Snoop Dogg denies cancer rumors. The rapper says he quit drinking and smoking pot just to live cleaner and be a more responsible dad

By Gary Susman
Updated October 08, 2002 at 04:00 AM EDT

When pot poster boy Snoop Dogg announced a few weeks ago that he was quitting smoking and drinking, it was easy to wonder if health reasons were behind his change of heart. But the rapper is quick to dispel such talk, telling MTV, ”No, I don’t have lung cancer, and I don’t have throat cancer.” He says, ”I been smoking weed and drinking every day of my life for the past 10 years, and I just wanted to get high off of life and take a new direction and see what it sounds like and what it looks like from that point of view.”

Snoop also says he quit pot and booze because he wants to be a more responsible father. ”I’m also coaching my son’s football team, and being around kids five days a week. I wanted to be inspirational to the kids because they all look up to me,” he says. ”And I wanted to give ’em something to look up to, because it is cool to say no to drugs, and that’s what I’m doing right now. I’m 30 years old, and as you get older you get wiser, and that’s what it’s all about.”

Of his new health regimen, he tells MTV, ”I wanted to become a better Snoop Dogg, feelin’ good, full of water, proteins, cholesterols, and all kinds of stuff to keep me alive — lollipops and Big Macs.” Lollipops? Apparently, that’s a reference to ”Lollipop,” a track on his upcoming CD, ”Paid Tha Cost to Be Da Boss” (due Nov. 26), in which he disses former mentor and Death Row Records boss Suge Knight.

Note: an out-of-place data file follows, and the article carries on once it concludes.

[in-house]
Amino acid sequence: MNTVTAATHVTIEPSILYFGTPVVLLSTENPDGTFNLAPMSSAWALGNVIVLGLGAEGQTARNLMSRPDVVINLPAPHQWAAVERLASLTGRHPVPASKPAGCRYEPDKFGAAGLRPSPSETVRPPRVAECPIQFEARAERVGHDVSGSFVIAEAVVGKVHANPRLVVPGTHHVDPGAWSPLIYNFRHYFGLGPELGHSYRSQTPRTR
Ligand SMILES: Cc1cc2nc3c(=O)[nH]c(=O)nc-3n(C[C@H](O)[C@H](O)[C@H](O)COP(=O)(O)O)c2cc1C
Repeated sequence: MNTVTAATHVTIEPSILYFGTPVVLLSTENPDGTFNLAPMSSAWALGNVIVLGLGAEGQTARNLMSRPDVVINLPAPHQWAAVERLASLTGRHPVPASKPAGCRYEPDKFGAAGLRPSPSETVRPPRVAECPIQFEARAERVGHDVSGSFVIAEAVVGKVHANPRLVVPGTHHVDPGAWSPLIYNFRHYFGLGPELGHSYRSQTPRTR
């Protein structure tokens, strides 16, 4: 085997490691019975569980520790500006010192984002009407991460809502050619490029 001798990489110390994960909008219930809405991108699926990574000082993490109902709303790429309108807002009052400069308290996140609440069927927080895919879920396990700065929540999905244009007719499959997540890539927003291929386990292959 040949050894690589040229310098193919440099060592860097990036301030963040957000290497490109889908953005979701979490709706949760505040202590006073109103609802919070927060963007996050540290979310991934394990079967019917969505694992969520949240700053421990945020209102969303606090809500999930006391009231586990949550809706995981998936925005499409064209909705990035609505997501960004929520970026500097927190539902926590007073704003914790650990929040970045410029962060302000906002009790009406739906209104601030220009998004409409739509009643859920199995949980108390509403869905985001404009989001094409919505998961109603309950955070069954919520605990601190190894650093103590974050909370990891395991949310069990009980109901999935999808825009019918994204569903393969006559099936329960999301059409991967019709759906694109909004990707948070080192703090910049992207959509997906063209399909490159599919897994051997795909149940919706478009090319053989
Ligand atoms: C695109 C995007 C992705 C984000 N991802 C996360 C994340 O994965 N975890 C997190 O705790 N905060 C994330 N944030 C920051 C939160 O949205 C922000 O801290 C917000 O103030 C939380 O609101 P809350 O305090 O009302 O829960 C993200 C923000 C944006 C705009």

”Anybody that calls me out is a lollipop, a sucker,” Snoop tells MTV while licking his own sucker. ”I never paid no attention to him, but it just got to a point to where it was like every time I put a record out, [Knight] put a record out with me on it. And [he’s always] talkin’ about me and tryin’ to get at me and just doin’ negative things towards me and mine, so I just wanted to stand up to him and let him know that I ain’t no punk and I ain’t no little boy. I’m a grown-ass man and the way you bring it is the way you gotta take it.”

Snoop’s status as a newly mature, drug-free role model to kids didn’t keep him from being cut from an upcoming Muppet Christmas TV movie. Producers said in a statement that Snoop was snipped because the movie was running long, and his cameo ”did not advance the storyline.” But an activist group called Project Islamic Hope took credit for getting the gangsta rapper and sometime pornographer axed from the kids’ show, claiming its alerts to the media (including Fox News Channel’s Bill O’Reilly) and a threatened boycott forced the Jim Henson Company to reconsider, a charge the Henson Company has denied.

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